Drugs-on-a-coil method could free patients from the burden of taking pills
A research group has designed a pills-on-a-coil system to administer drugs without having to take pills.
A diagram of the gastric delivery system, which houses drug pills in a tubing system. [Credit: M. Verma et al., Science Translational Medicine (2019)] M. Verma et al., Science Translational Medicine (2019)
A research group, led by chemical engineer Robert Langer and gastroenterologist and biomedical engineer Giovanni Traverso, has focused on developing extended-release drug delivery systems for treating infectious diseases.
The group have worked on a capsule that can be swallowed and then unfolds into a star shape with six arms once it reaches the stomach. Because of its size, shape, chemical and mechanical properties, the star can stay in the stomach for weeks.
Each arm of the star can hold a different drug and slowly release it.
After the drugs have all been released, the star can be triggered to break apart and pass through the intestine safely. However, this system is limited by the mass of drug it can dispense. Because it is swallowed, it can hold at most just 1 gram of drug. But a daily dose of antibiotics for the disease tuberculosis (TB), for example, requires more than 3 grams of the drug.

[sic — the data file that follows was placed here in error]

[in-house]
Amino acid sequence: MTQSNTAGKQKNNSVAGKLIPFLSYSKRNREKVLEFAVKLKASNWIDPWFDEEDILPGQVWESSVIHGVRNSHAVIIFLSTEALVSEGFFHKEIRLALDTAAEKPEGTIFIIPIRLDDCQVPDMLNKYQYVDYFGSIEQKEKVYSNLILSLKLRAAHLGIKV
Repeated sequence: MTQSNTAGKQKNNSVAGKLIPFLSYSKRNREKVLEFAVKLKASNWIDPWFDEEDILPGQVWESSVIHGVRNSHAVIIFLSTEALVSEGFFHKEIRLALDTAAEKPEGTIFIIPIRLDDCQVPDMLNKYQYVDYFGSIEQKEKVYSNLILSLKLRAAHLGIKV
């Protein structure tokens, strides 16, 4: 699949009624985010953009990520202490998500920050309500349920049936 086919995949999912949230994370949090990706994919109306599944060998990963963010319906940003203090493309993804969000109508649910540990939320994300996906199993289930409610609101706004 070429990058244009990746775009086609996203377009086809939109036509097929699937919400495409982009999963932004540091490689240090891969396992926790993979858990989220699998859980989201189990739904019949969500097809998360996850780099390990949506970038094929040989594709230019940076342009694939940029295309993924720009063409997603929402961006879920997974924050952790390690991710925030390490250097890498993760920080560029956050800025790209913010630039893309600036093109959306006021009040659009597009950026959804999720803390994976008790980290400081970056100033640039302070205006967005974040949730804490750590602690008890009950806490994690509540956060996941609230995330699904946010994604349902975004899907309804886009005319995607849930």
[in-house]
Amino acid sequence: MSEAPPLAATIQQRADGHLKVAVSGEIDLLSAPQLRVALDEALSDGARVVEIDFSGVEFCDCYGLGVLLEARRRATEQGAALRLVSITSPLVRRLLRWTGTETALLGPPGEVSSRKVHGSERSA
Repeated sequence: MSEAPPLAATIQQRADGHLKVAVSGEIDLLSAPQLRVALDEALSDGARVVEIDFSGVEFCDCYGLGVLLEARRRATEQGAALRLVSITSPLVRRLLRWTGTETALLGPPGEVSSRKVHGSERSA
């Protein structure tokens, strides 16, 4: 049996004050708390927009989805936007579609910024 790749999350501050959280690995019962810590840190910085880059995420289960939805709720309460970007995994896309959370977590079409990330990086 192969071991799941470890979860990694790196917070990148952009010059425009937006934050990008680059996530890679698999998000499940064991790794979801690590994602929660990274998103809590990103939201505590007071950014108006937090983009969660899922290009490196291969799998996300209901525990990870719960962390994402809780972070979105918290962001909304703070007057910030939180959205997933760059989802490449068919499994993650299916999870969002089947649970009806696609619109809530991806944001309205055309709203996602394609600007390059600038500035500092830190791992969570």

Therefore, the research group has designed a pills-on-a-coil system that can hold and release at least 10 grams of drug for one month which they tested in pigs. This system is able to dispense the quantity of antibiotics necessary to treat TB for one month.
The group’s pills-on-a-coil system consists of a coiled wire upon which medication is strung. The ends of the wire are protected in a piece of tube with a magnet. The wire is superelastic and can be stretched to pass through the esophagus and then form a tight coil when it reaches the stomach. Cylindrical drug pills are made from mixing the drug with silicone followed by coating a thin layer of Eudragit RS 100.
Silicone and Eudragit RS 100 are common materials used in long-term drug delivery to provide slow drug release. All pills simultaneously release a predictable amount of drug into the stomach. Once all drugs from the pills have been released, a separate retrieval device with a magnet can sense, attach and remove the coil from the stomach.
The group anticipate multiple applications of the pills-on-a-coil system for treating a variety of diseases by making it easier for patients to finish their regimens and get cured. Initial safety studies of the device will be conducted in the US and the group hope that clinical trials will begin in five years.